Your small business doesn’t need a “Social Media Manager”.
If the thought of hiring someone full-time to poke around social media websites like Facebook and Twitter on behalf of your company scares the hell out of you, you’re not alone. But I have good news. You don’t need one. The Social Media Manager position was just a ploy by Generation Y to create work during the Great Recession.
Seriously though, instead of hiring a warm, young body who may know little to nothing about marketing, the odds are good that what you really need is a better understanding of the basics of online marketing and then a strategy that you follow religiously with all of your online content. So while you won’t end up with a viral video or thousands of Facebook “likes” which have no affect on your revenue, you will formulate a comprehensive strategy that actually works to generate leads and sales for your business. Here are the basics your strategy will need to address:
1. Web presence
First, figure out if your current website is adequate. It must be optimized for search engines, mobile responsive, and fast. If it isn’t, you need a redesign immediately. Basic on-page SEO tactics are easy to follow and you should do so with every bit of new content you create. A good CMS like WordPress makes this really easy. And with more and more people using mobile devices to access the web, if your site doesn’t render properly on the smaller devices, you’re going to get killed by your competition. Lastly, if your site loads slowly because you use some cheap — or even worse, free — hosting company, guess who’s leaving before your site loads? Everybody. So now you have a website worthy of directing visitors to.
2. In-bound marketing
Your potential customers must be able to find you on the web. But even more importantly, they need to be able to find out more about you and the type of business you operate. You can kill two birds with one stone by maintaining a business blog. Good blogs help potential clients answer questions and solve problems they are facing, all while generating organic search traffic and increasing your brand awareness. If your site and other marketing materials just talk about how wonderful you are (note: nobody believes you), it’s time to change your strategy and start producing valuable content so people see that you are, in fact, wonderful. In-bound marketing also involves being visible where potential customers are talking about you and your competitors. Depending on your business, you may need to monitor one or more social media platforms. This is not a full time position, and there are plenty of tools that make it easy. Social media sites may also be used to share the content you create for your blog. If your business is part of the conversation, you will also need to respond in a reasonably timely fashion to complaints or questions. You don’t need some fool tweeting all day about your wonderfulness. The better course of action is to consistently create and share content that helps people. By doing this you’ll establish yourself as an industry expert. People hire experts when they really need help.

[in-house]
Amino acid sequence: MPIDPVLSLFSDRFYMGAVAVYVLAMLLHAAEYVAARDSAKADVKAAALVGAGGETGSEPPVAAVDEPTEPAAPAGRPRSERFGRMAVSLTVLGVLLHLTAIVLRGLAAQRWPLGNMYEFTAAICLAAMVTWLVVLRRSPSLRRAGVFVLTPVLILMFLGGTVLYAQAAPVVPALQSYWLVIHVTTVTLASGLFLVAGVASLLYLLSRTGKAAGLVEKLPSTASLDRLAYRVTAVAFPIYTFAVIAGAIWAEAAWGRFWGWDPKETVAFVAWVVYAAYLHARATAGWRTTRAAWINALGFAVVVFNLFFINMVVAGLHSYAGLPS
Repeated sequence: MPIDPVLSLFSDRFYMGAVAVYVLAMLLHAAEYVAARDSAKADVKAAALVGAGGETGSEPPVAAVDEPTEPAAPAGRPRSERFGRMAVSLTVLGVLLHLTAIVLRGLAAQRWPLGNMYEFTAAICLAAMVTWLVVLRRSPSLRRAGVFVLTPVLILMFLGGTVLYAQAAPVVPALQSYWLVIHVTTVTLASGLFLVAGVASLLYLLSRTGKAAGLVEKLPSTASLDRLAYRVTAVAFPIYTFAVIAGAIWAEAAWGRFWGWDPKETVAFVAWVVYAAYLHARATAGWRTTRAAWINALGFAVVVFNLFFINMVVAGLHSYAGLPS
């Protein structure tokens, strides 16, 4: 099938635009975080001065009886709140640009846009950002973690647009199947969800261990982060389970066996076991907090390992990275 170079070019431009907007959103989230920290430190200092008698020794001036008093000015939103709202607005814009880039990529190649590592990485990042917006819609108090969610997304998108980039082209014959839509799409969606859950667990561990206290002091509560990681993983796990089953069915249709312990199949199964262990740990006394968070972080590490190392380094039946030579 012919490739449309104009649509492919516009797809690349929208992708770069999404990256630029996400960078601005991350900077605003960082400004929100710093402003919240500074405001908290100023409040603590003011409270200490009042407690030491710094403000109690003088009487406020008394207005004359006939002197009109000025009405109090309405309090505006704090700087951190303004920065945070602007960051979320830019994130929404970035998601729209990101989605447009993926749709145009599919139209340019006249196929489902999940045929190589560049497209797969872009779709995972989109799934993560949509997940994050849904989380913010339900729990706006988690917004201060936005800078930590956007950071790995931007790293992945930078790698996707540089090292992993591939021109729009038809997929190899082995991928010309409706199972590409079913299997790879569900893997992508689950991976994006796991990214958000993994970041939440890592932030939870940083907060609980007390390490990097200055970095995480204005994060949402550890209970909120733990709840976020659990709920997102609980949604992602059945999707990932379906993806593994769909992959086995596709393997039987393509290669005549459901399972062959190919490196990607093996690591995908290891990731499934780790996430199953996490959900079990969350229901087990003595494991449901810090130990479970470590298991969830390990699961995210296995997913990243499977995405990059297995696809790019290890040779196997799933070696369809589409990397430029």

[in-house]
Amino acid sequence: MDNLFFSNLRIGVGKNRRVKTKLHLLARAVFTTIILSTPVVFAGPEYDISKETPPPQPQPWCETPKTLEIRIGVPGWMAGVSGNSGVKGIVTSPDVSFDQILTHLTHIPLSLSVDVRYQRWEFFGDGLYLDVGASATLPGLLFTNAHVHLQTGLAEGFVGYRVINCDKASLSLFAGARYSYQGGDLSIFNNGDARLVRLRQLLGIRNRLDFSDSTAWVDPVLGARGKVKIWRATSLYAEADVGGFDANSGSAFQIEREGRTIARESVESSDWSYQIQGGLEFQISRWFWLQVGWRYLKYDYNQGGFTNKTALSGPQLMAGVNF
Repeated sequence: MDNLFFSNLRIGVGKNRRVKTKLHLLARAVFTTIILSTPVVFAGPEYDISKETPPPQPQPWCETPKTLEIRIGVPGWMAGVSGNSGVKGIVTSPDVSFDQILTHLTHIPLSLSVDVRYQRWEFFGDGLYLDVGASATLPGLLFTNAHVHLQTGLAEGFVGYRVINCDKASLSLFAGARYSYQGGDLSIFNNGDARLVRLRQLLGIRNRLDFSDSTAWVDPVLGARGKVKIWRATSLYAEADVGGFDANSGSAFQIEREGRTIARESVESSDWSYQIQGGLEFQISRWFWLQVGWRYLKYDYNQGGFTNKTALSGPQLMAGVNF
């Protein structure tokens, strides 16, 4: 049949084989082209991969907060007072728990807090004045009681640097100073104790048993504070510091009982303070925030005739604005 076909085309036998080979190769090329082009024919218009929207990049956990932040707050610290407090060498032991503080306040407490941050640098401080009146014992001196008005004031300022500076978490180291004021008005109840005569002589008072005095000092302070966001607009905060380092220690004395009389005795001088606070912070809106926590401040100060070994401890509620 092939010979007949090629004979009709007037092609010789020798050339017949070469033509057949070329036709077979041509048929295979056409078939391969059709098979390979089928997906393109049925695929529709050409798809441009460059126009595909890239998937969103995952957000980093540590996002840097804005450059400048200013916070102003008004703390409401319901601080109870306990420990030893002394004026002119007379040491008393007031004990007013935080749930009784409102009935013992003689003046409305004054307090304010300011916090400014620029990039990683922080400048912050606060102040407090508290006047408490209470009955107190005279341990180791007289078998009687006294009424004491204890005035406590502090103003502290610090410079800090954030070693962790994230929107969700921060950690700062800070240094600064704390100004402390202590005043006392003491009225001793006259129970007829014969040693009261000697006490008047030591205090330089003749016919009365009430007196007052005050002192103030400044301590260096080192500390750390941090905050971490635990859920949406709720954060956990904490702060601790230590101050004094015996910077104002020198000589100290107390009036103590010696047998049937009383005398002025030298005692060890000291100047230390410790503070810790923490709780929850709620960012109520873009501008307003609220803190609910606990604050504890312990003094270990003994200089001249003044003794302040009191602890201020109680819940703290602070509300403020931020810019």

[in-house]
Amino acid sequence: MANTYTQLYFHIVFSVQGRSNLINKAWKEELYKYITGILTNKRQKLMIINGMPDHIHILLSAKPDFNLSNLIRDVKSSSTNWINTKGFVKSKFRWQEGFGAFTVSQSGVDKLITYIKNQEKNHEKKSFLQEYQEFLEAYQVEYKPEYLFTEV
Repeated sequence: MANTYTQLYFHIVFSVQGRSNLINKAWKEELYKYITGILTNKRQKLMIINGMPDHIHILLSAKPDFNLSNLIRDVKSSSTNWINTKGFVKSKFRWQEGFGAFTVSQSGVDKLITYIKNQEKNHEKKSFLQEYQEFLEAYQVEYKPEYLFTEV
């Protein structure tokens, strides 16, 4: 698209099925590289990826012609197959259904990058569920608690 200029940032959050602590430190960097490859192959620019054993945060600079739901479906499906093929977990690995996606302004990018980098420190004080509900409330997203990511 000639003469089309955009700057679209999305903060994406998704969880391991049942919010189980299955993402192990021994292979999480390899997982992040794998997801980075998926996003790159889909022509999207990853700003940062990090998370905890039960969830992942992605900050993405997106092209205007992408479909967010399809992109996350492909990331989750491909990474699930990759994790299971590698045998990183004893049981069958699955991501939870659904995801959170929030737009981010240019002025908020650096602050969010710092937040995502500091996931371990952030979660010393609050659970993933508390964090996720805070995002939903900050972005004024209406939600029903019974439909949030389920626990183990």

3. Lead nurturing and conversion
Potential customers are at different points of the buying process. Some are gathering information; some are comparing providers and pricing; some are ready to purchase right now. Your online marketing strategy needs to adequately deal with customers at every point. This means you need different content and features for different types of visitors. Now that you have a good website, you’ll want to create more content that speaks to buyers at different stages of the sales funnel. Your business might benefit from automated processes such as email marketing. Perhaps your business is a good candidate for PPC (pay-per-click) advertising such as Google Adwords. Either way, your business should definitely be monitoring site analytics as well as fine tuning landing pages and other pages in your sales funnel so they perform their best. Although it is an endless process of testing, tweaking and testing again, it is not a job for a social media manager because these issues relate to the performance of your website.
Of course there is a lot more to online marketing, but these are the essentials. So until you’re confident that you’ve addressed these crucial needs first, you don’t need a social media manager (and perhaps you never will).